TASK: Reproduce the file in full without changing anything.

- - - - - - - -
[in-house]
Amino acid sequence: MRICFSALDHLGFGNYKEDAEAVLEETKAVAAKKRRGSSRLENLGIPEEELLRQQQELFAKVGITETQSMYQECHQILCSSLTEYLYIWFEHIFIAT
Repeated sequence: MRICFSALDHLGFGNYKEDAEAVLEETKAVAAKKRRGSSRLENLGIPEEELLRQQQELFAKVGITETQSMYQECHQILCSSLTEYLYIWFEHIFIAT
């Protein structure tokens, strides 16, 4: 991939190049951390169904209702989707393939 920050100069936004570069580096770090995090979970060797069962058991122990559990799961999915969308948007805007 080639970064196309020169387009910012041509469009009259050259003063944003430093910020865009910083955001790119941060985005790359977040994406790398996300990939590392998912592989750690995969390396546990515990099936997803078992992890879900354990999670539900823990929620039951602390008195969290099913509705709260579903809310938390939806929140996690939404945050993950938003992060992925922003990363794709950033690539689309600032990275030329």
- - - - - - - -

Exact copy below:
[in-house]
Amino acid sequence: MRICFSALDHLGFGNYKEDAEAVLEETKAVAAKKRRGSSRLENLGIPEEELLRQQQELFAKVGITETQSMYQECHQILCSSLTEYLYIWFEHIFIAT
Repeated sequence: MRICFSALDHLGFGNYKEDAEAVLEETKAVAAKKRRGSSRLENLGIPEEELLRQQQELFAKVGITETQSMYQECHQILCSSLTEYLYIWFEHIFIAT
């Protein structure tokens, strides 16, 4: 991939190049951390169904209702989707393939 920050100069936004570069580096770090995090979970060797069962058991122990559990799961999915969308948007805007 080639970064196309020169387009910012041509469009009259050259003063944003430093910020865009910083955001790119941060985005790359977040994406790398996300990939590392998912592989750690995969390396546990515990099936997803078992992890879900354990999670539900823990929620039951602390008195969290099913509705709260579903809310938390939806929140996690939404945050993950938003992060992925922003990363794709950033690539689309600032990275030329």